The influence of management strategy on plant organ microbiomes in a corn-soybean-wheat rotation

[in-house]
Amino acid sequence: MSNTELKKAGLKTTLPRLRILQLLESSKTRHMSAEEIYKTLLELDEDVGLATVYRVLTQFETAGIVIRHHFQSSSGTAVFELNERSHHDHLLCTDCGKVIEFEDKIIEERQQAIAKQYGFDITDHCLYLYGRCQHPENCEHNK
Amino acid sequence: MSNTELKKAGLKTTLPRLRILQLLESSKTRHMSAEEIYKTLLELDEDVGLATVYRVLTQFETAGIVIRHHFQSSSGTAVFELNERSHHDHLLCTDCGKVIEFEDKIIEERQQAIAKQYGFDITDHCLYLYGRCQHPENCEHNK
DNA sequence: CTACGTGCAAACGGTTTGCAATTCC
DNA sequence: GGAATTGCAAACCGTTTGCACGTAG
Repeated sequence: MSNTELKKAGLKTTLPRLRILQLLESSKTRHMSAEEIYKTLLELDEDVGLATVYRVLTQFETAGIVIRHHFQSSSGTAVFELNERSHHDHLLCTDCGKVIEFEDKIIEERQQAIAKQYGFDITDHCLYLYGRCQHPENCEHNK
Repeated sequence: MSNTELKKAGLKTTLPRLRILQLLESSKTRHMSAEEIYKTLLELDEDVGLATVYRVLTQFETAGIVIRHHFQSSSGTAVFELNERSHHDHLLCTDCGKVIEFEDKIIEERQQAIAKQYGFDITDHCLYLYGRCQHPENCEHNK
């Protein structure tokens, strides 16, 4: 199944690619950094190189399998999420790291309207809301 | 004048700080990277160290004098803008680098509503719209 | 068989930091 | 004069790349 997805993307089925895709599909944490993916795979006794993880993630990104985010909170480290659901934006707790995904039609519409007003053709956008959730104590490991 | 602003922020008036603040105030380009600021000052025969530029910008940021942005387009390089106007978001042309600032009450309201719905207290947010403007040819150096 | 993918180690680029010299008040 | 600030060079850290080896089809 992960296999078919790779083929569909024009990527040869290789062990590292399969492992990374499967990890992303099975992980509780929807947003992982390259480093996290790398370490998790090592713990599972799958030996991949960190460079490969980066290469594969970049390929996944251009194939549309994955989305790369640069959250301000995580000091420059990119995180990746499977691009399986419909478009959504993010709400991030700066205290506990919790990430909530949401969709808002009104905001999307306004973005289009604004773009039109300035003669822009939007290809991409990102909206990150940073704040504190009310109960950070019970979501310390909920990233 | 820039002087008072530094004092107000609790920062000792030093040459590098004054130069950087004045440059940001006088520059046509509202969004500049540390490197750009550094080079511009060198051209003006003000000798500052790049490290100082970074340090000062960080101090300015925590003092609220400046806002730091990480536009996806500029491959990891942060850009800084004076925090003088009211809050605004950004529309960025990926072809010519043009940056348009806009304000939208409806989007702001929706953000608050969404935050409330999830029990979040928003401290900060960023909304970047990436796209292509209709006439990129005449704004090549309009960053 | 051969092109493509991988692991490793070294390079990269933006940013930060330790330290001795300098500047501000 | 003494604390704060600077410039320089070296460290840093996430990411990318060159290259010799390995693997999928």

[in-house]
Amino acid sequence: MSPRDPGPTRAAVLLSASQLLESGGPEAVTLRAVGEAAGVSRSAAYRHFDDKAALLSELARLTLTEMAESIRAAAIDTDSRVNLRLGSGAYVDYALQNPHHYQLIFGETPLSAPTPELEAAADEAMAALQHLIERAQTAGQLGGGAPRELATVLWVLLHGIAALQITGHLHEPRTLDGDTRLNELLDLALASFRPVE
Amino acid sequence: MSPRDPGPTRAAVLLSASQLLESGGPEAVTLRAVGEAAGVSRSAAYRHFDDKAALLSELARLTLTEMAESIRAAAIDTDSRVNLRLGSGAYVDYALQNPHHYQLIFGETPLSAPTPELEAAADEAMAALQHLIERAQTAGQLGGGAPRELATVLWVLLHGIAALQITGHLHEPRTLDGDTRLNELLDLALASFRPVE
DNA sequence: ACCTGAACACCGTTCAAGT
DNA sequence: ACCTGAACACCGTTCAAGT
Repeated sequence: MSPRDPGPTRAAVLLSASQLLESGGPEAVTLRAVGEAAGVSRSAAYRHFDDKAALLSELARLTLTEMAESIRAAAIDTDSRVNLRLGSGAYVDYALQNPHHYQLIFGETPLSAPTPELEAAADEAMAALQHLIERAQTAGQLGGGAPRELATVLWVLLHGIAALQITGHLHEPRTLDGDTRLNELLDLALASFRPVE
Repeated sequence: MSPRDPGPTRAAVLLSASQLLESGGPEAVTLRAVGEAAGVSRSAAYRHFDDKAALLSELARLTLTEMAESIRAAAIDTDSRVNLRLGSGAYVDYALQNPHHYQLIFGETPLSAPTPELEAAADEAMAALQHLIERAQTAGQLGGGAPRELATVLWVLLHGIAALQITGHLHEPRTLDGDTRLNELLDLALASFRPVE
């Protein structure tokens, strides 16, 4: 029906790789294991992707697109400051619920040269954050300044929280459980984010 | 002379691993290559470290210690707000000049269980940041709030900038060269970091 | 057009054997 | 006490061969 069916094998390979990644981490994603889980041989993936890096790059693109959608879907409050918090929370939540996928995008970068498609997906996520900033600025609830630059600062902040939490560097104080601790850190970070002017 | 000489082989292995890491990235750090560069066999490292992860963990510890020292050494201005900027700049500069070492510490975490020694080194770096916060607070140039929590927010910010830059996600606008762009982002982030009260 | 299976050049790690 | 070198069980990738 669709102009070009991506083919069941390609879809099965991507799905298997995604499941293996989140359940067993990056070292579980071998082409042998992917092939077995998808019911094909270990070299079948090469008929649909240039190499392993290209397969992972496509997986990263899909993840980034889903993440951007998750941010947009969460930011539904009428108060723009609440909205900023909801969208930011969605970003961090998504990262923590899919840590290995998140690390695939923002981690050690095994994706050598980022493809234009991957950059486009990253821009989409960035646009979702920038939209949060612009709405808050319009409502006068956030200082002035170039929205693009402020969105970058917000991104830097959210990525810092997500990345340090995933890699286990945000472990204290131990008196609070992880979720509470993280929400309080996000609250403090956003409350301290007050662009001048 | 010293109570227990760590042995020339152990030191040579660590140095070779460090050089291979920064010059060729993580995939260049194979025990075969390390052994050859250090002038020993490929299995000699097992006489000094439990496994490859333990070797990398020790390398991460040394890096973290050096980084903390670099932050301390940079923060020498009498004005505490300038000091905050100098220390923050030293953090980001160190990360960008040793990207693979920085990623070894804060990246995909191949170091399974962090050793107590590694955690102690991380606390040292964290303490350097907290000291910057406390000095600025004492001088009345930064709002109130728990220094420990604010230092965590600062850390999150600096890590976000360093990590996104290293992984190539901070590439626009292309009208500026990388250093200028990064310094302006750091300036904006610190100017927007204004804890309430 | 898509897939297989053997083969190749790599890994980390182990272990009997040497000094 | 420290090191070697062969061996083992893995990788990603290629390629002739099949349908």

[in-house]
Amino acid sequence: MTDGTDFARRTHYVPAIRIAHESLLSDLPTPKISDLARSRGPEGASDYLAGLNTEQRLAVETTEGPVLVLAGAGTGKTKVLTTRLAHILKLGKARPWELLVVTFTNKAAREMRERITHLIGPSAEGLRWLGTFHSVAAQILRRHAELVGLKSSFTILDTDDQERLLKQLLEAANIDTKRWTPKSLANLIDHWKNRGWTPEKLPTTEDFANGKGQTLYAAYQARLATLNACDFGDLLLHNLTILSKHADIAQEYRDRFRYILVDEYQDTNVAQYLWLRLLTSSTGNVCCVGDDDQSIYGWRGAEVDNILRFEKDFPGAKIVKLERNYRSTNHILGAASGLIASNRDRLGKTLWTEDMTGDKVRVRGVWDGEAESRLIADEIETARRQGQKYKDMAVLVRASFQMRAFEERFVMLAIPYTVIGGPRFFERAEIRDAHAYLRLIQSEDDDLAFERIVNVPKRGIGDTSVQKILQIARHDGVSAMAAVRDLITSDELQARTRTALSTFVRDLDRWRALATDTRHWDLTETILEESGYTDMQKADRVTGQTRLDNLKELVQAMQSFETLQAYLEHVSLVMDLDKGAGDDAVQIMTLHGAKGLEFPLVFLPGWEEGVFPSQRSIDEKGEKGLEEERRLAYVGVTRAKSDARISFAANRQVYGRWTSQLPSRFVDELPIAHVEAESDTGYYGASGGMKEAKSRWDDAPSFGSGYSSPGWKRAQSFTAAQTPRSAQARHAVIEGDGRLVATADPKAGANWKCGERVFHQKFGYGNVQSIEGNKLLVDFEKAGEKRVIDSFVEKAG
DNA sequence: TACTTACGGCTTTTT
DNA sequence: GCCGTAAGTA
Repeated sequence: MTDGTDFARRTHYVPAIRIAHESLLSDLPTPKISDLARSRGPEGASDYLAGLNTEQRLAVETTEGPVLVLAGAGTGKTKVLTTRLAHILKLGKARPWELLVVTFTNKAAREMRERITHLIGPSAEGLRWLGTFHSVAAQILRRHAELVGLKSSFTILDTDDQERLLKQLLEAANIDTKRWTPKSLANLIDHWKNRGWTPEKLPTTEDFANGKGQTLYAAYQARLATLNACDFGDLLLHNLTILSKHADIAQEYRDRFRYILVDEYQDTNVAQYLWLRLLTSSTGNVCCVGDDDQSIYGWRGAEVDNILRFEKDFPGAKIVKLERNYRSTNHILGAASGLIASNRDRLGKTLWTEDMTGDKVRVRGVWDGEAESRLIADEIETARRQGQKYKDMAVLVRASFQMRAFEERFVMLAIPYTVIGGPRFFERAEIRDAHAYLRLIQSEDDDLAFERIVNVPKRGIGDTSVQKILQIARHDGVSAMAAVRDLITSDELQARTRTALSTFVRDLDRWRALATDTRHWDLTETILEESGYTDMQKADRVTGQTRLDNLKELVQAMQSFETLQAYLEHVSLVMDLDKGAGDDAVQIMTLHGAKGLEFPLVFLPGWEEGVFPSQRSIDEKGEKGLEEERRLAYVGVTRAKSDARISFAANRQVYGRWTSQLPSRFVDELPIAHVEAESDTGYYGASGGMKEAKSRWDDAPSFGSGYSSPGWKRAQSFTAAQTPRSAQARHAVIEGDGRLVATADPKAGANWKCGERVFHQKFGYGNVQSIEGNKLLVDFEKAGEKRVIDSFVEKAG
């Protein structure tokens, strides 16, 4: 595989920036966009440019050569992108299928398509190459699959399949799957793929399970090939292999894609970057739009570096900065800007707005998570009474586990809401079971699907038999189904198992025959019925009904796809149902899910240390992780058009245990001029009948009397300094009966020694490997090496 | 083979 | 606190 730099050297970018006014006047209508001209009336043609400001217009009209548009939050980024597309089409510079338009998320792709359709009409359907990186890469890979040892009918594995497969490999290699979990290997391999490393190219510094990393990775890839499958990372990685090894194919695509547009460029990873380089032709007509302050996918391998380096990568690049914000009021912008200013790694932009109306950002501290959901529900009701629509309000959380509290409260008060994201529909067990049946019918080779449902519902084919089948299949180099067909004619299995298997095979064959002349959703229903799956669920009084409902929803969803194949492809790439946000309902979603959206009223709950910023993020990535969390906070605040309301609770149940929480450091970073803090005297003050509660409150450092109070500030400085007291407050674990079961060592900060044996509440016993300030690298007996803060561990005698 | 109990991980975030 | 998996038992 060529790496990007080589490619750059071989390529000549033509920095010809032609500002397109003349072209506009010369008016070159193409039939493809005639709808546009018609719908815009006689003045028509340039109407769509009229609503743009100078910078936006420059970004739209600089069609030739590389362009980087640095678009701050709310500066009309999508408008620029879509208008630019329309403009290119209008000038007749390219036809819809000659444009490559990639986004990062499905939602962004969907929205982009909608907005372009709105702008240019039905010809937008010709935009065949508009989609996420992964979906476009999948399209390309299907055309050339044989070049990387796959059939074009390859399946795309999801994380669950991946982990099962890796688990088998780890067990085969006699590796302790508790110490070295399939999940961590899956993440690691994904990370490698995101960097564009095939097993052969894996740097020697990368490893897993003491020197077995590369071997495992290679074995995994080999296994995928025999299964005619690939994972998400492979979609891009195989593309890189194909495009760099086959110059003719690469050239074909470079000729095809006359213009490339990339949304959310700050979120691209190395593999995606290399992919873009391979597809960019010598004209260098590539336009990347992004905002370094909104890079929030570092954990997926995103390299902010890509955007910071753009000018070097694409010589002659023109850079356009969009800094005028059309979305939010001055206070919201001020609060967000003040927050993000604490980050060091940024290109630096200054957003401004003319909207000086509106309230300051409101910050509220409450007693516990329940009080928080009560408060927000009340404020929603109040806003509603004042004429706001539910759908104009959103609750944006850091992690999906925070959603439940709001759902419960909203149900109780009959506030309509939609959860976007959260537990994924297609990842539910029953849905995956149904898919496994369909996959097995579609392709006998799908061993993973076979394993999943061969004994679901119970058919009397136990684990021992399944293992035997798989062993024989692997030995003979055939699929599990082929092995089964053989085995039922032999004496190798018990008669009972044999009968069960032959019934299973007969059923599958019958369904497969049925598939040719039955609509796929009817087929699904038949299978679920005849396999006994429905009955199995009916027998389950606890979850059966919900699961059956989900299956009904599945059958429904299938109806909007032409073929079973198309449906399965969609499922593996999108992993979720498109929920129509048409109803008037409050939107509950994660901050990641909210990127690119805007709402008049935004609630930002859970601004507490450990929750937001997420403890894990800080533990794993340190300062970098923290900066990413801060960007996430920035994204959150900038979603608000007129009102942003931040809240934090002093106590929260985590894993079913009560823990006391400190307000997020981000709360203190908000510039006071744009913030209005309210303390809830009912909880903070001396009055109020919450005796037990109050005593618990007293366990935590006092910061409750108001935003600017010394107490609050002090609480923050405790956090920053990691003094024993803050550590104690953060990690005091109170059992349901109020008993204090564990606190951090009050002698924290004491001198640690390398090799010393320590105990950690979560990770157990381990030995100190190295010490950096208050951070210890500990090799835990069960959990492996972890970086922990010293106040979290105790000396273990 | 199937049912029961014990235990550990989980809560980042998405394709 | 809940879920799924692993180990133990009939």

Manipulating plant-associated microbes to reduce disease or improve crop yields requires a thorough understanding of interactions within the phytobiome. Michigan State University’s Kellogg Biological Station Long Term Ecological Research site harbors a set of plots in a three year wheat-maize-soybean rotation, providing an ideal location to conduct long-term characterization of these economically important row crops. The site has been maintained since 1989 with six replicate hectare plots for each of four management styles: conventional, no till, reduced inputs, and organic. Plants were sampled from three years of one rotation cycle. We analyzed the fungal and bacterial communities of leaves, stems, and roots throughout the growing season using fungal ITS2 and bacterial 16S rRNA gene amplicon sequencing. The most prevalent operational taxonomic units (OTUs) were shared across all management styles for each crop. We identified core OTUs for each crop, and used network analysis to identify microbial hub taxa. Our results suggest that microbial communities were strongly affected by plant organ and plant age, and that management strategy was less influential on community composition.